It may not be fashionable, but focusing on downside protection can help beat the index
- If investors can rely on more consistent returns, with lower volatility and fewer shocks, they are more likely to act rationally over both short and long time horizons.
- IML focuses on minimising downside risk – investing in companies with a clear competitive advantage and employing active ownership to ensure boards create, not destroy, value.
- ESG is part of its rigorous fundamental analysis: IML invests in companies with lower ESG scores as long as they are on a pathway to improvement and have a fully-capitalised plan to reduce emissions.
Investor behaviour responds to emotions. That is particularly true of retail investors, but also applies to the institutional world. Even sophisticated investors can be swayed by market gyrations and can over-react to positive or negative trends.
If investors can rely on more consistent returns, with lower volatility and fewer shocks, they are more likely to act rationally over both short and long time horizons.
Consistent returns can be achievable by focusing on high-quality companies with growth potential and therefore less likelihood of sudden value loss. If investors also meaningfully engage with those companies and incorporate ESG measures into their assessment of them, downside risk is further reduced.
IML, an affiliate of Natixis Investment Managers, has spent the last 25 years honing a process which produces this kind of consistency.
IML trains its sights on ASX-listed companies which have a clear competitive advantage and which invest to maintain and extend that advantage. “With these kinds of companies, it is much easier to forecast the value they will create, so the risk of getting things wrong diminishes,” says Daniel Moore, portfolio manager at IML.
The companies Moore and his colleagues target typically have a highly-experienced and passionate management team which is aligned with shareholders over the long term.
It looks to buy the companies at a “reasonable price”. Moore says: “That doesn’t necessarily mean a low PE, but a low price relative to our definition of quality. We are willing to pay an above-average multiple as long as the quality is above average too.”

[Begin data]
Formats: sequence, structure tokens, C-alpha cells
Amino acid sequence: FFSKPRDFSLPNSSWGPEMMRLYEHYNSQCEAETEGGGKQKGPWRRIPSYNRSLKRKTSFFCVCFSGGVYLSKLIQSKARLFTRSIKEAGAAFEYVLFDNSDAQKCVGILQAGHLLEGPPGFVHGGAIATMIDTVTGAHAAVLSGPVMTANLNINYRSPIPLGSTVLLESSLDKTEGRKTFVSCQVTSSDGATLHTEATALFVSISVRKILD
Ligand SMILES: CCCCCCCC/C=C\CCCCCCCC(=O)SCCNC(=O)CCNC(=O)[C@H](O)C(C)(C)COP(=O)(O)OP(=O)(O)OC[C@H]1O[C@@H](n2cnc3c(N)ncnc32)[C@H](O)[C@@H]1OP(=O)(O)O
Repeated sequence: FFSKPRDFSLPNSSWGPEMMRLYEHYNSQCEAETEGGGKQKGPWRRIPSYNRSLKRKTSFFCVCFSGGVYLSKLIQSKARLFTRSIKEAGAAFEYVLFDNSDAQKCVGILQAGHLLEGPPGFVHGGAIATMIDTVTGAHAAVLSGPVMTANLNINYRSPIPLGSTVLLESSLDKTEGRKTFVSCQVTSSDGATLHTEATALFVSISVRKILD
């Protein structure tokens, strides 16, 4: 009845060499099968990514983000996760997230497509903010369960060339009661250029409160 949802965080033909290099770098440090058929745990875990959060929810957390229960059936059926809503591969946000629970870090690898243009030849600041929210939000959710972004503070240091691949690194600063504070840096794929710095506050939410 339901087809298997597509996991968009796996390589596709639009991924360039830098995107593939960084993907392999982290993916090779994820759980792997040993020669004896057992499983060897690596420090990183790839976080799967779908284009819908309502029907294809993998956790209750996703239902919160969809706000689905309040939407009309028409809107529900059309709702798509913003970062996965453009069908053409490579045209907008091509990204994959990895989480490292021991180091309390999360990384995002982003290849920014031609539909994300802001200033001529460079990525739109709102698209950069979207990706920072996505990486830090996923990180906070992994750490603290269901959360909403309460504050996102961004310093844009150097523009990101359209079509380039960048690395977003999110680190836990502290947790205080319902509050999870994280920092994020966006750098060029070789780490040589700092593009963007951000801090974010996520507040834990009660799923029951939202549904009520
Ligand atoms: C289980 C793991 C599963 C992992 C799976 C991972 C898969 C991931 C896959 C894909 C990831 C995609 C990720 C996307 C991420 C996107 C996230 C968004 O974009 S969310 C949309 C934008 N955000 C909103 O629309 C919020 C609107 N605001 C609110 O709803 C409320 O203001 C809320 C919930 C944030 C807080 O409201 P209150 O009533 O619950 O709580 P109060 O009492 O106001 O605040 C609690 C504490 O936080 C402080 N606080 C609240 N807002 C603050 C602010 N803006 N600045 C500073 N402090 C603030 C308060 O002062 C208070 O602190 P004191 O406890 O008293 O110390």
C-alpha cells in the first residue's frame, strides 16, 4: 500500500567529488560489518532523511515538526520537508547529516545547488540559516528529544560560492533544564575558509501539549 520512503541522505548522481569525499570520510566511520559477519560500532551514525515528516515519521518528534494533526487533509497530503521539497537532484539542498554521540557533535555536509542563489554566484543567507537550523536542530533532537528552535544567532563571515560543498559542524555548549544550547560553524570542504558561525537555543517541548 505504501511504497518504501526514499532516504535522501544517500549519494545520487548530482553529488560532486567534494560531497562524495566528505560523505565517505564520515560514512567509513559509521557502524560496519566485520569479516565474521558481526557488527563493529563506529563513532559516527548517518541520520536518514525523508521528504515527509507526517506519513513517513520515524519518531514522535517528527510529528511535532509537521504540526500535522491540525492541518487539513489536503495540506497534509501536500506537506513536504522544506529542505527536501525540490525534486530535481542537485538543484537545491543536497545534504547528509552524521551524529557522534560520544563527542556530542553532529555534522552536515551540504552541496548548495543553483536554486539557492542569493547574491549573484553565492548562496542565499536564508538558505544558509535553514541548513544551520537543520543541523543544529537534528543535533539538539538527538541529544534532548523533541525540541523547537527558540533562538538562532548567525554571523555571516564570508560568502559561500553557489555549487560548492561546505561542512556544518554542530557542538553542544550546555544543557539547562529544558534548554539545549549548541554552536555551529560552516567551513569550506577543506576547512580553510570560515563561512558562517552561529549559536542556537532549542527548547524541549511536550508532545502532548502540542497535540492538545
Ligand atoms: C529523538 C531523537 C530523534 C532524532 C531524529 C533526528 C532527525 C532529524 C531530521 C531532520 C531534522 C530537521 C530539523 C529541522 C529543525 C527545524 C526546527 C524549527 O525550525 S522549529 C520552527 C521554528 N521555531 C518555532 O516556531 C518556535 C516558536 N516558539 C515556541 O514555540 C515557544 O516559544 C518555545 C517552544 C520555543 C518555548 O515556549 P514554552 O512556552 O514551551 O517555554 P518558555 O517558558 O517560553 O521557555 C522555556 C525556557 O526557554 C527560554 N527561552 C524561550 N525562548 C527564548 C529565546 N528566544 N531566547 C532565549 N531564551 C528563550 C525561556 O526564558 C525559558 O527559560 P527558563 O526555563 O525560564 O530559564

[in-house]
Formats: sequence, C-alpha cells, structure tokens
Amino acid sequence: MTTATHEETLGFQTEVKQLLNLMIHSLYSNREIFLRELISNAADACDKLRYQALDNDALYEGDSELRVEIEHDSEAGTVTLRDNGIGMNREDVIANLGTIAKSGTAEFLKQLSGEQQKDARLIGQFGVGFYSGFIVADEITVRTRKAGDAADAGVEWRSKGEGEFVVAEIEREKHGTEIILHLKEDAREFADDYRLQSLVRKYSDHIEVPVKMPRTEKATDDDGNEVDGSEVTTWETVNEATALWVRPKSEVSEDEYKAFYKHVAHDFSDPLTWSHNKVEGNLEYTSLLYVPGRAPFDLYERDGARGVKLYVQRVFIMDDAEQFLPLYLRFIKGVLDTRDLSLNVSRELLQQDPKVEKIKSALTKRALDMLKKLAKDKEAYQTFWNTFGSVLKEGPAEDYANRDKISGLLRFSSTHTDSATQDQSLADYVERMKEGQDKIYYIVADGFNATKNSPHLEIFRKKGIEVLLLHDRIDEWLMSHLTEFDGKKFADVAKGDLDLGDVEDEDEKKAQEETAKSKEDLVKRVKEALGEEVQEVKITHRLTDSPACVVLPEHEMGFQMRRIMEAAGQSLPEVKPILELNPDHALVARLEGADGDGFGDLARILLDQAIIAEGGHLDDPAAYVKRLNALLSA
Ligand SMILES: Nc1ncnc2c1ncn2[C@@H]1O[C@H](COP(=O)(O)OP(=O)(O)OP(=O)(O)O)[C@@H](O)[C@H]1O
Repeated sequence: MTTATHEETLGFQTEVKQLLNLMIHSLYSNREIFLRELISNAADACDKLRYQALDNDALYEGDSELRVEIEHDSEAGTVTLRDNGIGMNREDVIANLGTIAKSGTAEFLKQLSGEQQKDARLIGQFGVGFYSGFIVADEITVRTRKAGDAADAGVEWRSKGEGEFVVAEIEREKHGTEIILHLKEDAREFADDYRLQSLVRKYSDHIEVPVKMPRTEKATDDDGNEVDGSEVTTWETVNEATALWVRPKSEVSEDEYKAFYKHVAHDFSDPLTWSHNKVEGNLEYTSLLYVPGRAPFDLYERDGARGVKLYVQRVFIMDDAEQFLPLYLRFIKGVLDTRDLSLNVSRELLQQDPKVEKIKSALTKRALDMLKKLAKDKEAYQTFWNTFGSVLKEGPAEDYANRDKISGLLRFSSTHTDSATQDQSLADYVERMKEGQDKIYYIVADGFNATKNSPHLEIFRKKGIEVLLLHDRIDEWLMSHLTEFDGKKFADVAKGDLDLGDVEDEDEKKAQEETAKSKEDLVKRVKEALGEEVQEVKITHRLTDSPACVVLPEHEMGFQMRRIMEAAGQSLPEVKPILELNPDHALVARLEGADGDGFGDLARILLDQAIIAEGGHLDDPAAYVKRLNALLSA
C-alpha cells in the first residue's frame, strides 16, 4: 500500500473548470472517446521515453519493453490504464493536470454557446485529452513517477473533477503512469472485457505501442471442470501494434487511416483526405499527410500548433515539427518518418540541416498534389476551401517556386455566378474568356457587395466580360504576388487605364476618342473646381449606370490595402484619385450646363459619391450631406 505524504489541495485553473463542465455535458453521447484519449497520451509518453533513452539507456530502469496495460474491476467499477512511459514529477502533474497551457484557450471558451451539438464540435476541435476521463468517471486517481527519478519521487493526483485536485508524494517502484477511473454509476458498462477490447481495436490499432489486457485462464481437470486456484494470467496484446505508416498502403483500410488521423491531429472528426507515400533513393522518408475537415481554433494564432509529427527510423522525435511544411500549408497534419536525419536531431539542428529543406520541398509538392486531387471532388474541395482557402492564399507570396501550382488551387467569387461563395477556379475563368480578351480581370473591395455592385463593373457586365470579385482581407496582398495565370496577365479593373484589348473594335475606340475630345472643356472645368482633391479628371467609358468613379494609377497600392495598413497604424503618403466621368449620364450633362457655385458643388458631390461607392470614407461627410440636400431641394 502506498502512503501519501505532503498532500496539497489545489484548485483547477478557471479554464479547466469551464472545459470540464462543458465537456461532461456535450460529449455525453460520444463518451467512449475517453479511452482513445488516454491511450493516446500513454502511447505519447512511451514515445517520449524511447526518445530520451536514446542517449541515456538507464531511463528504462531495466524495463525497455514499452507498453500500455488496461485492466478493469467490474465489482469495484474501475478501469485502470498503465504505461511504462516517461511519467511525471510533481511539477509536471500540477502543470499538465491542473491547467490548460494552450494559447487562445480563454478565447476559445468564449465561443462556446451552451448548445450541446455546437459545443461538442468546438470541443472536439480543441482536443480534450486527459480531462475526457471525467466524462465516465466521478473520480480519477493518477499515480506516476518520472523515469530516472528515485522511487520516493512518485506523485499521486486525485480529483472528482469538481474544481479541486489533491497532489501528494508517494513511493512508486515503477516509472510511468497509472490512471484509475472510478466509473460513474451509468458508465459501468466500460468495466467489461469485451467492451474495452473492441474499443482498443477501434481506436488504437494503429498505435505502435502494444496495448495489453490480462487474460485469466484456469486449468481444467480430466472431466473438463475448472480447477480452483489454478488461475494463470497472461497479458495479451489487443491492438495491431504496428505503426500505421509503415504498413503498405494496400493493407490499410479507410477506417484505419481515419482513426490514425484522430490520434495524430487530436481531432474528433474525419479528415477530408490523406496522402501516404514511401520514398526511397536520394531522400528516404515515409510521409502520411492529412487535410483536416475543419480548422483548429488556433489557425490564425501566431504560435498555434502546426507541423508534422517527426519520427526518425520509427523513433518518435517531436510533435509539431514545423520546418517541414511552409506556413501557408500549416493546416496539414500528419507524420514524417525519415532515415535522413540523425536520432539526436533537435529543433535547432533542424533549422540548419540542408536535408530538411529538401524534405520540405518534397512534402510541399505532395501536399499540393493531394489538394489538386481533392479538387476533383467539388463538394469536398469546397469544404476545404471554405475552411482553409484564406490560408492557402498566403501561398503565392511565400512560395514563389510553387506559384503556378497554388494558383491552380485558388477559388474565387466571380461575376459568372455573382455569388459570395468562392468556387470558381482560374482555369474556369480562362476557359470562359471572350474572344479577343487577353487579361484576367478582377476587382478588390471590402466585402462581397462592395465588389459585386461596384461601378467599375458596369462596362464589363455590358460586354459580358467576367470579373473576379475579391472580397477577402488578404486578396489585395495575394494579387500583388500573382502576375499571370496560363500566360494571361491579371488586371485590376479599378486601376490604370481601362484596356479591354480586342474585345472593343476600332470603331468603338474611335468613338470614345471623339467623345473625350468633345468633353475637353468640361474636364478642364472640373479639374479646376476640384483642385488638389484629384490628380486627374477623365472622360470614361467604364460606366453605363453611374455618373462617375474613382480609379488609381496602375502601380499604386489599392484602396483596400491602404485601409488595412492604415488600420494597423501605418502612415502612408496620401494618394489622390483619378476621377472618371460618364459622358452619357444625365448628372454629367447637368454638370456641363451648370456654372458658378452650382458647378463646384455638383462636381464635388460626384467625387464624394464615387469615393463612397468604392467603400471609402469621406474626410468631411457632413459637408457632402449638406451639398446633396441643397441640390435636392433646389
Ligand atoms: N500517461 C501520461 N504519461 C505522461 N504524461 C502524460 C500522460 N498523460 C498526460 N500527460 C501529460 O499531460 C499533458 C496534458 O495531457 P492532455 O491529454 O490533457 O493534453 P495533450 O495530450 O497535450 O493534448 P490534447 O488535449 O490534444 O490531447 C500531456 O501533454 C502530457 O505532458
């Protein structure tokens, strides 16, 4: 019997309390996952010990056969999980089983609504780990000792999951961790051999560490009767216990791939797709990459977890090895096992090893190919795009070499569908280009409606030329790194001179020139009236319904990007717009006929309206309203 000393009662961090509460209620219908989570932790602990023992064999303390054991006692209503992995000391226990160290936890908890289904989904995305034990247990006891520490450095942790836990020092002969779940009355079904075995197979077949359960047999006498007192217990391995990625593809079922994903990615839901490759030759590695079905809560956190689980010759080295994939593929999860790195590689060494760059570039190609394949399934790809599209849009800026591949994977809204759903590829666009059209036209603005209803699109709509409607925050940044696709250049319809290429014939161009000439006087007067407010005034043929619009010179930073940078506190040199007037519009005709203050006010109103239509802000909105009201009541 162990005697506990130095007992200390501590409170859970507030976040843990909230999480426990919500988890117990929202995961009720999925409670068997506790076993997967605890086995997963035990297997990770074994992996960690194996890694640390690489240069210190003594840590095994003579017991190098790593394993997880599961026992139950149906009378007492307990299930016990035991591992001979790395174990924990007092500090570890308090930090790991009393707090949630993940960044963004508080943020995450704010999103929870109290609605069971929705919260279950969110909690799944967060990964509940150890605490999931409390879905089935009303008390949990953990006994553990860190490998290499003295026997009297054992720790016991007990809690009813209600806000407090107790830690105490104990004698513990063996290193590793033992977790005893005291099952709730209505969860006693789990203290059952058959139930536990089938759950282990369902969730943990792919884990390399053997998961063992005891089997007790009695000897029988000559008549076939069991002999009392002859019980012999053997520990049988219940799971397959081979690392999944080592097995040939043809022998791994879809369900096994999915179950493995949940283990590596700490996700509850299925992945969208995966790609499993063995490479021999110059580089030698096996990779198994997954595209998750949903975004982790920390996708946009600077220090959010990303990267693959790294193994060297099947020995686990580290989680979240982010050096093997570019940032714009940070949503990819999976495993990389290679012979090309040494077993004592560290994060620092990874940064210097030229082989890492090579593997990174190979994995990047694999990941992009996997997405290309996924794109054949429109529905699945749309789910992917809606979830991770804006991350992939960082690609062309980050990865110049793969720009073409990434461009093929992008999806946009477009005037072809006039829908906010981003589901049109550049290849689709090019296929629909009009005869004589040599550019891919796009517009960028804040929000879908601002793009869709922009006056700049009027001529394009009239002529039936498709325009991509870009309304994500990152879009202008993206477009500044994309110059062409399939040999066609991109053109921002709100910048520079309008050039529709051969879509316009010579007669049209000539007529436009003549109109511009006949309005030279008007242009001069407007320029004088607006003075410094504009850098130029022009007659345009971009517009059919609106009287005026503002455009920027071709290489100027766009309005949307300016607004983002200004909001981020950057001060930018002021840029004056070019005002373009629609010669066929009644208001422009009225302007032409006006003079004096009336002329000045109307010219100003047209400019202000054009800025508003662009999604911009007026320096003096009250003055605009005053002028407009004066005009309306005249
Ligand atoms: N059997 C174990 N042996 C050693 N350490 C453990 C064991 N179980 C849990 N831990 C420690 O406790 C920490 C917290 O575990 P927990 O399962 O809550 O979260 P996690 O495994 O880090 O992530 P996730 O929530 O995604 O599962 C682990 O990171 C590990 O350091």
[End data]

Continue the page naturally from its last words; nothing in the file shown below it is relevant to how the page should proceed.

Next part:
It’s a conservative approach, which focuses as much on minimising downside risk as on seeking upside.
How downside capture boosts portfolios
For a quarter century, IML has been recognised for its market-leading downside capture ratios. “This is IML’s hallmark; it has been doing this for 25 years and is a major reason IML’s flagship large and small cap strategies have outperformed the index over that time,” says Louise Watson, Natixis Investment Managers’ head of Australia and New Zealand.
The downside capture ratio for IML’s flagship strategy, is 65% (as at 30 June 2023) , meaning if the ASX falls 10%, the portfolios of IML investors decline by only 6.5%. The protection is evident (below) during all of the major market declines of the last 20 years.
And downside protection does not come at the expense of capturing market upside. Upside capture in IML’s flagship strategy is some 83% and the standard deviation is 11.1, compared to 13.5 for the ASX index overall (at 31 December 2022).
“Downside protection is really important for long-term returns mathematically,” notes Watson . “If your portfolio falls 50%, you need it to return 100% just to get back to where you were.”
Downside protection is also paramount for investors close to retirement who are still invested heavily in stocks. “In Australia, the Great Financial Crisis pushed out retirements by three to four years on average,” she adds.
Active ownership can prevent erosion of value
Performance can be further enhanced, IML believes, through active ownership. “Active ownership is another area we are known for,” says Moore. If companies fail to act in the best interests of their shareholders, IML is not afraid to act and steer boards in the right direction.
Over 200 letters to company boards over the last couple of decades are a testament to this.
“We have achieved some great outcomes,” adds Moore.